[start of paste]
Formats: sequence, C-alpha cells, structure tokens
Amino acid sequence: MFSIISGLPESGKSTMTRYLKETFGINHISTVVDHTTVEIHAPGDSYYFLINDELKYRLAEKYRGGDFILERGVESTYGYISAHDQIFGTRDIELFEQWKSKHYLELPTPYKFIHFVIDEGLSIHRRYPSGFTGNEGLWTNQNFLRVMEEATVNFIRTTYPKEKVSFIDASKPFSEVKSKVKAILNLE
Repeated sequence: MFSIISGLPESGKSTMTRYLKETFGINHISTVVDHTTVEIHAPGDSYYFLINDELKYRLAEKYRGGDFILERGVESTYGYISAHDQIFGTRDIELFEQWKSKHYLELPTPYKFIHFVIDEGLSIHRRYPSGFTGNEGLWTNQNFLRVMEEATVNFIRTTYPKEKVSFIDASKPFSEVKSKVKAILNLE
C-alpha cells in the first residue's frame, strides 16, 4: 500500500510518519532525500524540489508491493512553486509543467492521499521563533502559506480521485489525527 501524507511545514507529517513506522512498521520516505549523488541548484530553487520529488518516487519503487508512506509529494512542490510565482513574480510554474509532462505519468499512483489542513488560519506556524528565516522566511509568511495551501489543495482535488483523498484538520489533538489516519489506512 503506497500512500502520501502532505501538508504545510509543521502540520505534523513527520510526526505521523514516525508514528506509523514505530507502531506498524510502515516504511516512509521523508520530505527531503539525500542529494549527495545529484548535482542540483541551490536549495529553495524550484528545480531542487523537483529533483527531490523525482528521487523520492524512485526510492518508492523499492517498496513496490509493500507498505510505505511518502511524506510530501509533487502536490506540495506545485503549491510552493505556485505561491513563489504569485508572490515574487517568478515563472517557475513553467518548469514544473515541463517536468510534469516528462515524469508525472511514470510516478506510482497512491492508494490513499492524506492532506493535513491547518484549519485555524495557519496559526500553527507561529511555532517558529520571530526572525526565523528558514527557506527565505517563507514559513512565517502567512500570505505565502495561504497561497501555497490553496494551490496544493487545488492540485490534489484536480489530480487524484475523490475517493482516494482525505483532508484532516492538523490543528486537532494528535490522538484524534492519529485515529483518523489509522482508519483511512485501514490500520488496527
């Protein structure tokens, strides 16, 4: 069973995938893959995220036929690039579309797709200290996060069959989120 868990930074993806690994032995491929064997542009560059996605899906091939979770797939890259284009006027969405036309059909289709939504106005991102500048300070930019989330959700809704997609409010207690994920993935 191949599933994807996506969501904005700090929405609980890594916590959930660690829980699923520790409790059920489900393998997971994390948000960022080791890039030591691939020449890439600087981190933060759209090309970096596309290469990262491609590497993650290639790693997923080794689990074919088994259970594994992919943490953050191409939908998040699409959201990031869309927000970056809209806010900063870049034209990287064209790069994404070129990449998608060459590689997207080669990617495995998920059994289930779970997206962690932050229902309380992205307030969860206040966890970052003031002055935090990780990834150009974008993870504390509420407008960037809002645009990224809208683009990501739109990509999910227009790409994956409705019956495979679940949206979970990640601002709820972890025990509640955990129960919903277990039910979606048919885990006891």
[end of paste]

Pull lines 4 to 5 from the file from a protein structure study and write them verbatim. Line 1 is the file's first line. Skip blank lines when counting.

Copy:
C-alpha cells in the first residue's frame, strides 16, 4: 500500500510518519532525500524540489508491493512553486509543467492521499521563533502559506480521485489525527 501524507511545514507529517513506522512498521520516505549523488541548484530553487520529488518516487519503487508512506509529494512542490510565482513574480510554474509532462505519468499512483489542513488560519506556524528565516522566511509568511495551501489543495482535488483523498484538520489533538489516519489506512 503506497500512500502520501502532505501538508504545510509543521502540520505534523513527520510526526505521523514516525508514528506509523514505530507502531506498524510502515516504511516512509521523508520530505527531503539525500542529494549527495545529484548535482542540483541551490536549495529553495524550484528545480531542487523537483529533483527531490523525482528521487523520492524512485526510492518508492523499492517498496513496490509493500507498505510505505511518502511524506510530501509533487502536490506540495506545485503549491510552493505556485505561491513563489504569485508572490515574487517568478515563472517557475513553467518548469514544473515541463517536468510534469516528462515524469508525472511514470510516478506510482497512491492508494490513499492524506492532506493535513491547518484549519485555524495557519496559526500553527507561529511555532517558529520571530526572525526565523528558514527557506527565505517563507514559513512565517502567512500570505505565502495561504497561497501555497490553496494551490496544493487545488492540485490534489484536480489530480487524484475523490475517493482516494482525505483532508484532516492538523490543528486537532494528535490522538484524534492519529485515529483518523489509522482508519483511512485501514490500520488496527
């Protein structure tokens, strides 16, 4: 069973995938893959995220036929690039579309797709200290996060069959989120 868990930074993806690994032995491929064997542009560059996605899906091939979770797939890259284009006027969405036309059909289709939504106005991102500048300070930019989330959700809704997609409010207690994920993935 191949599933994807996506969501904005700090929405609980890594916590959930660690829980699923520790409790059920489900393998997971994390948000960022080791890039030591691939020449890439600087981190933060759209090309970096596309290469990262491609590497993650290639790693997923080794689990074919088994259970594994992919943490953050191409939908998040699409959201990031869309927000970056809209806010900063870049034209990287064209790069994404070129990449998608060459590689997207080669990617495995998920059994289930779970997206962690932050229902309380992205307030969860206040966890970052003031002055935090990780990834150009974008993870504390509420407008960037809002645009990224809208683009990501739109990509999910227009790409994956409705019956495979679940949206979970990640601002709820972890025990509640955990129960919903277990039910979606048919885990006891």